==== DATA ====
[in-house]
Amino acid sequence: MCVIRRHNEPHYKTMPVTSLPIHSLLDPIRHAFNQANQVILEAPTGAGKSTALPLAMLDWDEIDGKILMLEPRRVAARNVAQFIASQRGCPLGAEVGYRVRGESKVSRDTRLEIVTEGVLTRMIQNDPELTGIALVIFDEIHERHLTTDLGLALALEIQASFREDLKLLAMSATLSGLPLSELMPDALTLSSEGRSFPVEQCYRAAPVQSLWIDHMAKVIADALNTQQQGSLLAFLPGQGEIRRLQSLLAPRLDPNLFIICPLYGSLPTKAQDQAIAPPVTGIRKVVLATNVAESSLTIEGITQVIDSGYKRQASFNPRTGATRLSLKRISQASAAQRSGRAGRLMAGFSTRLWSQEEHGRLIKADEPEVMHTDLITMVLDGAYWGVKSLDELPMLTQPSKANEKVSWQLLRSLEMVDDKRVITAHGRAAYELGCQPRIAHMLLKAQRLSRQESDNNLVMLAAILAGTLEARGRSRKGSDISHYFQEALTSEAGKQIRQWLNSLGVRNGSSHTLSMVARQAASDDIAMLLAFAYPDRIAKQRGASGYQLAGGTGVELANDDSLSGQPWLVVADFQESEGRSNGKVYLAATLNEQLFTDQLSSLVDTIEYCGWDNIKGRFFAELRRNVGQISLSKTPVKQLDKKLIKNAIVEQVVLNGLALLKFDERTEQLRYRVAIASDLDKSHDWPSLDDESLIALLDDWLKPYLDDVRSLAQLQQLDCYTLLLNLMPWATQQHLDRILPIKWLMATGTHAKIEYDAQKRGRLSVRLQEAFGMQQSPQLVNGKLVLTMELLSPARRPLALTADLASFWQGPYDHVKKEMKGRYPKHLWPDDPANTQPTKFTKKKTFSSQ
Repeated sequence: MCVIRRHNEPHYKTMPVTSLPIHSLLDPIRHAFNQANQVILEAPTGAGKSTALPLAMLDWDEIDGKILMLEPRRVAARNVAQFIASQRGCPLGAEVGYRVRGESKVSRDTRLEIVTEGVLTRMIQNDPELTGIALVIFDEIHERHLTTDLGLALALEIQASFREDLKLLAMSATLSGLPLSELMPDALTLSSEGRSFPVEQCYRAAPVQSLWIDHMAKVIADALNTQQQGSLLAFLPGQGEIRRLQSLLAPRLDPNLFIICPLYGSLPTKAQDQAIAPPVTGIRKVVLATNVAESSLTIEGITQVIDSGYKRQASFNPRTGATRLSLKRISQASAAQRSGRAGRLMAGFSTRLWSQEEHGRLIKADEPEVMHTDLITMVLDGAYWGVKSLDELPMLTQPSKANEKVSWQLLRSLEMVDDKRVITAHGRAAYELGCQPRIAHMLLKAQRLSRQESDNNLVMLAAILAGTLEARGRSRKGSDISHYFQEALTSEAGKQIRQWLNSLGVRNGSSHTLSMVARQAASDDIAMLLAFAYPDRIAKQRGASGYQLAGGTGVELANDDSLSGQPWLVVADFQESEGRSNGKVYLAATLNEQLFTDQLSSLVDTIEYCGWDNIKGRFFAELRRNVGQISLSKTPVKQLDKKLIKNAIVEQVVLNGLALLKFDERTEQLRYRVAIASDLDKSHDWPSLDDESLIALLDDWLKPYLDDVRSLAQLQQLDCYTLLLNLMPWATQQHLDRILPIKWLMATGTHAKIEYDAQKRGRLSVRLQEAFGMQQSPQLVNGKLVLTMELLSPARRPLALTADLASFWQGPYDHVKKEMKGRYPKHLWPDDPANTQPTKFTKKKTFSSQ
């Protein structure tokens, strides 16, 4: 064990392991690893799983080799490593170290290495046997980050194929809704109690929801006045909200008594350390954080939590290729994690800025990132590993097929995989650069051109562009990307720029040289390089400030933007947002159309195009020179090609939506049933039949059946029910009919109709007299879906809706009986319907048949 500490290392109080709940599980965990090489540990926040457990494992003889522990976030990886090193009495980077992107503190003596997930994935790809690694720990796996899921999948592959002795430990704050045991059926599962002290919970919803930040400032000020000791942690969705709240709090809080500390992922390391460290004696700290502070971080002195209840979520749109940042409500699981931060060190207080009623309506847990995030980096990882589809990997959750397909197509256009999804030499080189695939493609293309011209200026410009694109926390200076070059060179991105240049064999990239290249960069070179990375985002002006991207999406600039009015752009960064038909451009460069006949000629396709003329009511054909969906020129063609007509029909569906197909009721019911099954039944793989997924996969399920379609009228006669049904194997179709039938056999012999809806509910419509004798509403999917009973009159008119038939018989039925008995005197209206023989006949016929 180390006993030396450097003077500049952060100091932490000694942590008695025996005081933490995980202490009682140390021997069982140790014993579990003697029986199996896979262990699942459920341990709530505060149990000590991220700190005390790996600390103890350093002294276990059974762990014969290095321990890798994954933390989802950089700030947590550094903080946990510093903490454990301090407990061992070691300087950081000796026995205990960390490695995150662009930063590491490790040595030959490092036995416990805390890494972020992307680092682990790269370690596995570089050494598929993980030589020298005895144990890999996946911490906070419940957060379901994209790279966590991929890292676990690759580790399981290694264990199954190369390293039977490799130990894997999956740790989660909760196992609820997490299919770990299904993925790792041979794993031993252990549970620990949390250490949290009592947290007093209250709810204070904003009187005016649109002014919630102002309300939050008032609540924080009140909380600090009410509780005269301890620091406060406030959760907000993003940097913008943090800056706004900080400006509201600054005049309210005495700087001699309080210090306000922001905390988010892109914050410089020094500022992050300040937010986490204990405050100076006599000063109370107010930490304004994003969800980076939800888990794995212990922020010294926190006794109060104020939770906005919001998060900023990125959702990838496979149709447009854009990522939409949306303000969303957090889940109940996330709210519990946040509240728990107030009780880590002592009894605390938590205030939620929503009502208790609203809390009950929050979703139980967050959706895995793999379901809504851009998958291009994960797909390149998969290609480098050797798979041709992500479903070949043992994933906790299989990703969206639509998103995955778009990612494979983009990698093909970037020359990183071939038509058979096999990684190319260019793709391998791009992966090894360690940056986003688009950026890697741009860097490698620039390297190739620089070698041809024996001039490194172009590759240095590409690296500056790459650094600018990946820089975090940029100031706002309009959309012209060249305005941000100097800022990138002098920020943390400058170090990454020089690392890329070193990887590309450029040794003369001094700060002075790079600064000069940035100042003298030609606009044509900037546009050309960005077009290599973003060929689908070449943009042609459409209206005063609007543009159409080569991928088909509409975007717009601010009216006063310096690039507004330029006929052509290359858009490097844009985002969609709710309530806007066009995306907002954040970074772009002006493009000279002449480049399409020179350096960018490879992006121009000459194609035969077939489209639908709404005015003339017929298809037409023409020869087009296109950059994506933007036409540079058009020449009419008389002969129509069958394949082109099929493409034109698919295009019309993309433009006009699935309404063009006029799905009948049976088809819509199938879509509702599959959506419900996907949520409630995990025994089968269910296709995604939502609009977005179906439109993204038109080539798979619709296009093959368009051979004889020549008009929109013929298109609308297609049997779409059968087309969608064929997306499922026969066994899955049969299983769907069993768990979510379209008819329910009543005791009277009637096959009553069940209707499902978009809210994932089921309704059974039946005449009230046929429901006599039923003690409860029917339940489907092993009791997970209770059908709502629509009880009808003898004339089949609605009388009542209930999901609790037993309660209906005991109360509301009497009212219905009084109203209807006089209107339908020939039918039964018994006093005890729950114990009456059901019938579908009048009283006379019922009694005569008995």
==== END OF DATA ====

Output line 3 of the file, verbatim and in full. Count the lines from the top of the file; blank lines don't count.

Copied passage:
Repeated sequence: MCVIRRHNEPHYKTMPVTSLPIHSLLDPIRHAFNQANQVILEAPTGAGKSTALPLAMLDWDEIDGKILMLEPRRVAARNVAQFIASQRGCPLGAEVGYRVRGESKVSRDTRLEIVTEGVLTRMIQNDPELTGIALVIFDEIHERHLTTDLGLALALEIQASFREDLKLLAMSATLSGLPLSELMPDALTLSSEGRSFPVEQCYRAAPVQSLWIDHMAKVIADALNTQQQGSLLAFLPGQGEIRRLQSLLAPRLDPNLFIICPLYGSLPTKAQDQAIAPPVTGIRKVVLATNVAESSLTIEGITQVIDSGYKRQASFNPRTGATRLSLKRISQASAAQRSGRAGRLMAGFSTRLWSQEEHGRLIKADEPEVMHTDLITMVLDGAYWGVKSLDELPMLTQPSKANEKVSWQLLRSLEMVDDKRVITAHGRAAYELGCQPRIAHMLLKAQRLSRQESDNNLVMLAAILAGTLEARGRSRKGSDISHYFQEALTSEAGKQIRQWLNSLGVRNGSSHTLSMVARQAASDDIAMLLAFAYPDRIAKQRGASGYQLAGGTGVELANDDSLSGQPWLVVADFQESEGRSNGKVYLAATLNEQLFTDQLSSLVDTIEYCGWDNIKGRFFAELRRNVGQISLSKTPVKQLDKKLIKNAIVEQVVLNGLALLKFDERTEQLRYRVAIASDLDKSHDWPSLDDESLIALLDDWLKPYLDDVRSLAQLQQLDCYTLLLNLMPWATQQHLDRILPIKWLMATGTHAKIEYDAQKRGRLSVRLQEAFGMQQSPQLVNGKLVLTMELLSPARRPLALTADLASFWQGPYDHVKKEMKGRYPKHLWPDDPANTQPTKFTKKKTFSSQ